Dare to be different. Blue and white are very prominent colors on show floors because they are the most used corporate colors, so consider your color scheme carefully. Beyond this, a cleverly themed display will become the talk of the Trade Show, and stay in the mind of the visitor long after the show. The principles you use to design a booth are the same whether it’s a nine square meter shell scheme, or a 90 square meter space only exhibit. Think form, think function, think impact. Think one, two, three.

What activity delivers the opportunity to meet & qualify 200 or more prospects in a short time?

by Nomadic Display 29. June 2010 23:49

Trade Shows.

Picture 1 Let’s start with a simple exhibiting equation: more leads equal more business, which means the potential for business from trade shows is huge. What other marketing activity delivers the opportunity to meet and qualify 50, 100, 200 or more prospects in such a short period of time?

As a typical rule of thumb, you are likely to gain between one percent and 10 percent of the visitor audience in leads. For example, 5,000 visitors multiplied by five percent equals 250 leads. Although, for most exhibitors, lead numbers are likely to be at the lower end of the scale.

The starting point is to consider the information you wish to capture. You can use a data scanner offered by most show organizers, but don’t think simply of capturing a list of names. Use the data scanner in conjunction with a well thought through lead form. Never ask more than five key questions, so you get the information you need and the visitor doesn’t get bored.

Motivate your booth staff with targets and incentives to collect leads. Even small awards will add a competitive and fun element: ‘top person each day’, ‘top person overall’ and a team prize if you exceed your show goal. It works. I have witnessed booth staff running around at the end of a show talking to fellow exhibitors, trying to gain the last few leads to ensure they hit their targets.

Think of every piece of activity around the show as a way to generate leads. All the contacts you make from networking, workshops, pre-show marketing and so on, should be added to your total lead count.

Each lead represents an opportunity, but if you grade them in order of importance when you are at the show, you will be able to attack the most promising first. Even if your key objective at the show is not to collect leads, shouldn’t you have at least a modest lead target to aim for? If you create a base of measurement then you have a target to exceed every time you exhibit.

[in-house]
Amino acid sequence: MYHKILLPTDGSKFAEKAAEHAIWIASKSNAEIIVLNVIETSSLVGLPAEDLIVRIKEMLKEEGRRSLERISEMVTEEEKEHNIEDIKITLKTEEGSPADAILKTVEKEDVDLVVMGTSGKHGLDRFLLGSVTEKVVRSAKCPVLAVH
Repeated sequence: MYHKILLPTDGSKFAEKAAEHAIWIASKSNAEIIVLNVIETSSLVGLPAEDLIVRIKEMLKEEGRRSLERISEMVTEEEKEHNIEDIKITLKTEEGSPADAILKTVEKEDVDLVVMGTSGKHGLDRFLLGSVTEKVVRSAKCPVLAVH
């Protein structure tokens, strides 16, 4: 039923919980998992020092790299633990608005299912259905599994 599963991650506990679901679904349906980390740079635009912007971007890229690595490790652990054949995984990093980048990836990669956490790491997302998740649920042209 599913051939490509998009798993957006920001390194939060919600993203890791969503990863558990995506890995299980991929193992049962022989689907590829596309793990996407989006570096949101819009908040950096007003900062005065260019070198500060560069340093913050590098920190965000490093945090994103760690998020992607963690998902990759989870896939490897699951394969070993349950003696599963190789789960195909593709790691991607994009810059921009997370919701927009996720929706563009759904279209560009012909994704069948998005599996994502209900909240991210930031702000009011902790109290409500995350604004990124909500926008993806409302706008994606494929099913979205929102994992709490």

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Trade Show Tips

Counting pennies - are you expected to produce more marketing results with fewer resources?

by Nomadic Display 25. June 2010 00:29
Every dollar counts. That’s true everywhere, but especially relevant in today’s competitive business environment, where success is measured by the figure on the bottom line.

Marketing managers are expected to produce more results with fewer resources, making it essential that every dollar spent is being utilized to its best advantage. To be successful, upper management evaluates trade shows and corporate events on their ability to produce a positive and measurable return.

According to the Center for Exhibition Industry Research (CEIR), companies spend over $24 billion annually on trade shows. Trade shows have proven to be more effective in achieving sales and marketing objectives, but they also command the significant share of the average marketing budget.

Picture 4The fixed expenses related to trade shows and events can be expensive. As you can see, exhibit space accounts for over 30% and show services require another 20%. So savvy managers are forced to look to the remaining variable expenses to save money: including staff travel and entertainment, promotion, and increasingly, display properties.

But how do you determine whether you should save money by renting your booth or purchasing it outright. Performing your own analysis is key to helping you clarify your exhibit acquisition decision. Below is an example based on a typical 10' x 20' display, used in Chicago and shipped from a warehouse on the East Cost.

This calculation is for an exhibit used once per year.
                          Rent          Purchase
Architecture       $4,200       $12,590
Graphics            $5,450       $5,450
Storage                 —           $4,200
Transportation*  $2,250       $2,250
Drayage             $1,750       $1,750
Labor                 $3,500       $3,500
Total                   $17,150    $29,740

This calculation is for the same exhibit rental vs. purchase for three uses in a year.

                          Rent        Purchase
Architecture       $12,600     $12,590
Graphics            $5,450       $5,450
Storage                 —           $4,200
Transportation*  $6,750       $6,750
Drayage             $5,250       $5,250
Labor                 $10,500     $10,500
Total                  $40,550     $44,740

* Unless you rent in the city in which it will be used.

If your company only attends one show per year then the economical option is to rent your trade show display. However, if your company attends more than one trade show per year your best bet is to purchase your exhibit.

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Trade Show Tips